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tommyboy
post Sep 30 2009, 02:52 AM
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QUOTE (Ivan Milenkovic @ Sep 29 2009, 07:21 AM) *
It's a bit tricky to mic the cab and make it sound right without treated room, but you can do it. As Emir said you need a good audio card, I also recommend EMU, 0404USB will do the job nicely, and it has very decent preamps built in. You need SM57 for micing the cab, and SM57 can be used for vocals as well if you are tight on the budget.

Drums can be programmed, and there are EZDrummer and Addictive Drums in the low price category, and BFD and Superior Drummer 2 in the high price category.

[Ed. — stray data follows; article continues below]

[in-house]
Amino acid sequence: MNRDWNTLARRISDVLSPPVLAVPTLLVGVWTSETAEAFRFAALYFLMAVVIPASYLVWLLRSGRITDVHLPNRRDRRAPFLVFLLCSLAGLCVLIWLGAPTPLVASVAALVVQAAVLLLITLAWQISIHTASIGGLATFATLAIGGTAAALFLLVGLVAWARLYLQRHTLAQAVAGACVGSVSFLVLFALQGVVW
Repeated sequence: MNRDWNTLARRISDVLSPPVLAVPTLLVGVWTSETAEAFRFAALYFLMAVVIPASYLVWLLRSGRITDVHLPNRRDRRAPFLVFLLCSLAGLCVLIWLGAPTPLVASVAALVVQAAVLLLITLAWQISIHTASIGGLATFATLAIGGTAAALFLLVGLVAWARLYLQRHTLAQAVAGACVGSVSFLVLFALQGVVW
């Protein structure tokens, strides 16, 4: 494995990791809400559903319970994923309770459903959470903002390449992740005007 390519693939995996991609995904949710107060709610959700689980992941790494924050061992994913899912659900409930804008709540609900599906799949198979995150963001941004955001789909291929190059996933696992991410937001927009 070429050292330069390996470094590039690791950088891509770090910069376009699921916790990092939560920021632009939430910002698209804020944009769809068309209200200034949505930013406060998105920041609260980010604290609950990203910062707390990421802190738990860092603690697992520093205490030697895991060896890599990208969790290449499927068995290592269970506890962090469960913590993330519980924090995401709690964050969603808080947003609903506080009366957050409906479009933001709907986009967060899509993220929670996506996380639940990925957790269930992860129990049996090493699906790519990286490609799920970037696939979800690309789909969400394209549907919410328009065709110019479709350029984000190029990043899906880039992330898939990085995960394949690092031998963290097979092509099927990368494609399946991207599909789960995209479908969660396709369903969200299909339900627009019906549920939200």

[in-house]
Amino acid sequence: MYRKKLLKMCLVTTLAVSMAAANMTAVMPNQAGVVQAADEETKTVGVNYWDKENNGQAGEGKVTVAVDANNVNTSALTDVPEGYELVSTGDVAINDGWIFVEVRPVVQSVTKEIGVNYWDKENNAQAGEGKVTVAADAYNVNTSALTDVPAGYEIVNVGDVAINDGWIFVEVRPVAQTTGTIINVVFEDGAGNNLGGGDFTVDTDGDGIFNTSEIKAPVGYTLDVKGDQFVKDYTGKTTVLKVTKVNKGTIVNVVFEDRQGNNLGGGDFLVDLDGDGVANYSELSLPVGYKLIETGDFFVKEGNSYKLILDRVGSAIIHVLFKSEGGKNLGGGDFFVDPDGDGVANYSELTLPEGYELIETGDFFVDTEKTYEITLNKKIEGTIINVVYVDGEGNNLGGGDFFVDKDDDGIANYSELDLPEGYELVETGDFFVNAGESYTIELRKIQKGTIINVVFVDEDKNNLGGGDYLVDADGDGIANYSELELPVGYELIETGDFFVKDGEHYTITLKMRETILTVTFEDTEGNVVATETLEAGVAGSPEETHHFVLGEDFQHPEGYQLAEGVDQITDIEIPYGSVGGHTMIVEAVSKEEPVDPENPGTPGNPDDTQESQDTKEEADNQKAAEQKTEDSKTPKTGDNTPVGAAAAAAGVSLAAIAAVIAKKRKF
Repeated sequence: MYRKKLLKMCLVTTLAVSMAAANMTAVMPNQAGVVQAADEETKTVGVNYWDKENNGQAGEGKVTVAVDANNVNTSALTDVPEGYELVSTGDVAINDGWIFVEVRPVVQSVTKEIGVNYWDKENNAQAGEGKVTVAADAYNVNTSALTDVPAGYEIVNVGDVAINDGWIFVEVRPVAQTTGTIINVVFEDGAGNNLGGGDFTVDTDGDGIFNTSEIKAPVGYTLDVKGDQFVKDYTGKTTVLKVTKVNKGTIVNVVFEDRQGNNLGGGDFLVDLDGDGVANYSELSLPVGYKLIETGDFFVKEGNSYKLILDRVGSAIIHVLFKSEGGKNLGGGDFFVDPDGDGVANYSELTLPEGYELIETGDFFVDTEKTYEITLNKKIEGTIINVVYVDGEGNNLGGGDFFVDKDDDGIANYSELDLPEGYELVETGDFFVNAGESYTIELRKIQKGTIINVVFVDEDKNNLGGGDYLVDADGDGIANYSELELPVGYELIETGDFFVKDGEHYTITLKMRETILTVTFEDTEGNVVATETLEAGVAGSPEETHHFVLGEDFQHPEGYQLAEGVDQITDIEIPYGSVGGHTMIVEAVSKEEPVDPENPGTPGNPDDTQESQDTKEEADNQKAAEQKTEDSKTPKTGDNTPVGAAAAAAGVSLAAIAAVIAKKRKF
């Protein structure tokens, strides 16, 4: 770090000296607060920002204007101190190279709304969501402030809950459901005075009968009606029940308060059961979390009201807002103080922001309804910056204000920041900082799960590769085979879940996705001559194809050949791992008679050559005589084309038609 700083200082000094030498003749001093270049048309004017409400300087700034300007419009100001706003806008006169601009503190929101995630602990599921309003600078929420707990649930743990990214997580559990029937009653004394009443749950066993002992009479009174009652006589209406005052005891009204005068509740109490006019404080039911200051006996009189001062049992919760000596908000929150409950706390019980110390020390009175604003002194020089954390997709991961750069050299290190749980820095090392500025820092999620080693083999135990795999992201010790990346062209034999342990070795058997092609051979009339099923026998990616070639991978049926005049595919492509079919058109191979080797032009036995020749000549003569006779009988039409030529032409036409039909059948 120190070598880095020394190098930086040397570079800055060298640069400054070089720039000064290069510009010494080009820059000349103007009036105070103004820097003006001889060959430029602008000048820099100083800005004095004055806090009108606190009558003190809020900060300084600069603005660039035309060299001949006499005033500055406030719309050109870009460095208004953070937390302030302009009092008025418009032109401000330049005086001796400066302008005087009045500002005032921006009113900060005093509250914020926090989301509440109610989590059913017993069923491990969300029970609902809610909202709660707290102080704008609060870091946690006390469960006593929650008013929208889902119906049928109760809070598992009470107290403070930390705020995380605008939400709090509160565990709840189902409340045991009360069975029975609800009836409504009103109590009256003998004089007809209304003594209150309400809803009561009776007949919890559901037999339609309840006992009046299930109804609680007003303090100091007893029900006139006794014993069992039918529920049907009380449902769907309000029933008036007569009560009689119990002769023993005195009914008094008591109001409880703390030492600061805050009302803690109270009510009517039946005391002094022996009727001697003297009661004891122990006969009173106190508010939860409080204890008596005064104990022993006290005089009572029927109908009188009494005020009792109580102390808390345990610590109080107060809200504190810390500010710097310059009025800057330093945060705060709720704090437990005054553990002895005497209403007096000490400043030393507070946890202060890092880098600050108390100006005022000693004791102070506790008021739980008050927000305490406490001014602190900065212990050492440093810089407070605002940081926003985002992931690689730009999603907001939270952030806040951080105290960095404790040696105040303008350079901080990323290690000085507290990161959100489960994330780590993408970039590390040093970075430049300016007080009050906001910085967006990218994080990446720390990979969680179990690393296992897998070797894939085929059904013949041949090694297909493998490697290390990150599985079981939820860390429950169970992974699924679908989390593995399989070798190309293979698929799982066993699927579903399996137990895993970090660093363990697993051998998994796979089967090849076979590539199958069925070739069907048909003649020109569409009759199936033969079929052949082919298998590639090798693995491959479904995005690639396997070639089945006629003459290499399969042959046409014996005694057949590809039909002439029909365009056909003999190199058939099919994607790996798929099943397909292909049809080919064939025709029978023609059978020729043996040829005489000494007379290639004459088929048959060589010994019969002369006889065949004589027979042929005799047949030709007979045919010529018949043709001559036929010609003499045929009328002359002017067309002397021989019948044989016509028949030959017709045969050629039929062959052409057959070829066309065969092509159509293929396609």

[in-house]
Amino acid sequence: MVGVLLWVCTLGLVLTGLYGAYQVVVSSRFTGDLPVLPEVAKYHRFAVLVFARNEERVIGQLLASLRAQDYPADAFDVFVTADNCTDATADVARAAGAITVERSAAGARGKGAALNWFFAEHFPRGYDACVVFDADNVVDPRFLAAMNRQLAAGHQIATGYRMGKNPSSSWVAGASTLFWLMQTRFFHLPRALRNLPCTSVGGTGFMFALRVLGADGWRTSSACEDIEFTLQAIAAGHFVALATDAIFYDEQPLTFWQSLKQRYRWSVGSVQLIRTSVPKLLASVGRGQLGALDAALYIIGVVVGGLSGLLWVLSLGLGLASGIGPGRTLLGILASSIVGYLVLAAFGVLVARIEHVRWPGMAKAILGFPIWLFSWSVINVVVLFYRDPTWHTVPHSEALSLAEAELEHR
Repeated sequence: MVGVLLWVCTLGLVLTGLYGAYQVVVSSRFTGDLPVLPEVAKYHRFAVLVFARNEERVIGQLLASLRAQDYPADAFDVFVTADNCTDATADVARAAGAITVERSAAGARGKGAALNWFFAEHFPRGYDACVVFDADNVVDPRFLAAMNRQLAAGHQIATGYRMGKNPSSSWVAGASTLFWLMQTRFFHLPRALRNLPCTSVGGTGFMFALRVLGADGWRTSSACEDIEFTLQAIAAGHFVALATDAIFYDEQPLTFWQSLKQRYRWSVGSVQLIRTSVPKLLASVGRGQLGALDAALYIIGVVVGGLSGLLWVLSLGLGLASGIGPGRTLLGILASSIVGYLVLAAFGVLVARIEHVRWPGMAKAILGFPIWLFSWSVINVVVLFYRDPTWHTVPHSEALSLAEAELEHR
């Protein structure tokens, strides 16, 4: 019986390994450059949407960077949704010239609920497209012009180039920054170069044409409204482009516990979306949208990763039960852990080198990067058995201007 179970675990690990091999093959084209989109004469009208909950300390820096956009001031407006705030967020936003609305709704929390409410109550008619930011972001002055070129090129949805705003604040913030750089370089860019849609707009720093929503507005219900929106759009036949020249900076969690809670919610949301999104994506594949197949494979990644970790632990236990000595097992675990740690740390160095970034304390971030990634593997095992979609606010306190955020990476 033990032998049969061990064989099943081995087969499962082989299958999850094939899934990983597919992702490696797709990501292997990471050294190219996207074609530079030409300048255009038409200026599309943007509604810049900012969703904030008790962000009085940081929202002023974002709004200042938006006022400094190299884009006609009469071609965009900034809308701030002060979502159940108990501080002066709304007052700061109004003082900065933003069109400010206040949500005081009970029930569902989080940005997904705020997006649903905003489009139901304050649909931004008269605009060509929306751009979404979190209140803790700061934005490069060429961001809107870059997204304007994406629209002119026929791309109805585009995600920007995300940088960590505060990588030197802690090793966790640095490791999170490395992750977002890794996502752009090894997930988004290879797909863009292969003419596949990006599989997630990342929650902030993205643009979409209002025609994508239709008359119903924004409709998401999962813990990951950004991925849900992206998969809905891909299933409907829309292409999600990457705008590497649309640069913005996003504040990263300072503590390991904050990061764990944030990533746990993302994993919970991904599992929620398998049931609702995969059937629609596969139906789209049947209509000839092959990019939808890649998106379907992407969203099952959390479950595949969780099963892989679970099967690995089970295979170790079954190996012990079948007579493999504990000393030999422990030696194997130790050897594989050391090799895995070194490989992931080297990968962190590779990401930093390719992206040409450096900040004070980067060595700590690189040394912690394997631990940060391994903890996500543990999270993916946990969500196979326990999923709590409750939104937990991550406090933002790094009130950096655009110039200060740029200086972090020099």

Thanks, I have a sm57 mike. I guess I'm looking for the interface and software. I'll check on the EZDrummer.


QUOTE (Bogdan Radovic @ Sep 29 2009, 04:34 PM) *
You will need a recording interface. I can recommend line6 ux2 (POD studio ux2) which is one I use for all my home recording needs. Its really versatile and what is good about it is that it comes with a modeling software so if you don't like miced sound you can go directly to the interface and use modeling. It has 2 mic inputs (preamps) and you can record vocals and other stuff too with it (it has phantom power too). Great Mic for recording guitars is Shure SM57. You will need a recording software , you can use free one - Reaper ( http://www.reaper.fm/ ).

Hope this helps, ask if you have any further questions.

Cheers

I've got the mike, I'm really looking for the interface of the mike with the computer. I understand the line 6 equipment isn't bad I'm just not looking for the modeling part of it and was wondering if you can get a interface (external sound card I'm assuming) without all the bells and whistles.